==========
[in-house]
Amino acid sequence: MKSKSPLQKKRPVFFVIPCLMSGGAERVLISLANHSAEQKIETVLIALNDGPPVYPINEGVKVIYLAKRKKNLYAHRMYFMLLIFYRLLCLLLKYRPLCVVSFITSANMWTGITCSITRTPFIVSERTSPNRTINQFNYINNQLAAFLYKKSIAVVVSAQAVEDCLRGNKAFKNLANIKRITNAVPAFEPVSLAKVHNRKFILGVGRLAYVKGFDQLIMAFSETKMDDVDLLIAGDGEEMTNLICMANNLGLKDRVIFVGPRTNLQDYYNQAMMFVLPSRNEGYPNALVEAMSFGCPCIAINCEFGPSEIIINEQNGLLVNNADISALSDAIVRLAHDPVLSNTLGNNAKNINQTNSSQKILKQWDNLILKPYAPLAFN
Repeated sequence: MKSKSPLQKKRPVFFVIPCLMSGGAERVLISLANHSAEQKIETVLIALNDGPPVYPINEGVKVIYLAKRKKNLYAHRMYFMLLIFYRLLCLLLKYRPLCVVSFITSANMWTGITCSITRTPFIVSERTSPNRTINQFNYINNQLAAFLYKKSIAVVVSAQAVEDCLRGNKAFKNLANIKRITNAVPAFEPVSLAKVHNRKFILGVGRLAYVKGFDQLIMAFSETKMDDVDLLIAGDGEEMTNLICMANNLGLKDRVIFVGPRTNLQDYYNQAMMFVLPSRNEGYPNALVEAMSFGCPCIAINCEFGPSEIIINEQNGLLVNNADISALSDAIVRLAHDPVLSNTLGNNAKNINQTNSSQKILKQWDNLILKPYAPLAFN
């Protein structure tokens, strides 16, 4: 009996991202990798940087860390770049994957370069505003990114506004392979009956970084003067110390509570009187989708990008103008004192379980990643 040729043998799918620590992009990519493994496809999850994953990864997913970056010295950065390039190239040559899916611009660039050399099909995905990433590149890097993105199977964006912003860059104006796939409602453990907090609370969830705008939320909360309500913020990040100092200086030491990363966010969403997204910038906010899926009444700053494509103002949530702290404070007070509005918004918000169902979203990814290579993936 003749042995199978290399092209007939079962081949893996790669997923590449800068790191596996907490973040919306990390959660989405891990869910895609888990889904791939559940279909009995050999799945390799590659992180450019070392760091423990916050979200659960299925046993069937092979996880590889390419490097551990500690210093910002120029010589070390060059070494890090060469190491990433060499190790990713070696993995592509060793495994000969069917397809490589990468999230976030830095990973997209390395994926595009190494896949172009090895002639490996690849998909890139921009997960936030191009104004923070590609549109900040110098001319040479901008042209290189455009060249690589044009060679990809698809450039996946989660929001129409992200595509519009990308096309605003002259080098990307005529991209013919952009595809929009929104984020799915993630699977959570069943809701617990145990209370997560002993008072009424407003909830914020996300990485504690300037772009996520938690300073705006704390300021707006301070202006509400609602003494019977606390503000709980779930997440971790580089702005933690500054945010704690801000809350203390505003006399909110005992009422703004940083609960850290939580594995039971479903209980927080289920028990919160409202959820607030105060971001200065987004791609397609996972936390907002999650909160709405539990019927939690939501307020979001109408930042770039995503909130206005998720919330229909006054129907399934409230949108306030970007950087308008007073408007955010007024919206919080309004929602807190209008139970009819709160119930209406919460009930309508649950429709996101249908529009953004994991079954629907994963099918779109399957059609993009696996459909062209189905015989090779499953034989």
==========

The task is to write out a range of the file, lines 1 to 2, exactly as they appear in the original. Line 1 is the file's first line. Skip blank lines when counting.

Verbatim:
[in-house]
Amino acid sequence: MKSKSPLQKKRPVFFVIPCLMSGGAERVLISLANHSAEQKIETVLIALNDGPPVYPINEGVKVIYLAKRKKNLYAHRMYFMLLIFYRLLCLLLKYRPLCVVSFITSANMWTGITCSITRTPFIVSERTSPNRTINQFNYINNQLAAFLYKKSIAVVVSAQAVEDCLRGNKAFKNLANIKRITNAVPAFEPVSLAKVHNRKFILGVGRLAYVKGFDQLIMAFSETKMDDVDLLIAGDGEEMTNLICMANNLGLKDRVIFVGPRTNLQDYYNQAMMFVLPSRNEGYPNALVEAMSFGCPCIAINCEFGPSEIIINEQNGLLVNNADISALSDAIVRLAHDPVLSNTLGNNAKNINQTNSSQKILKQWDNLILKPYAPLAFN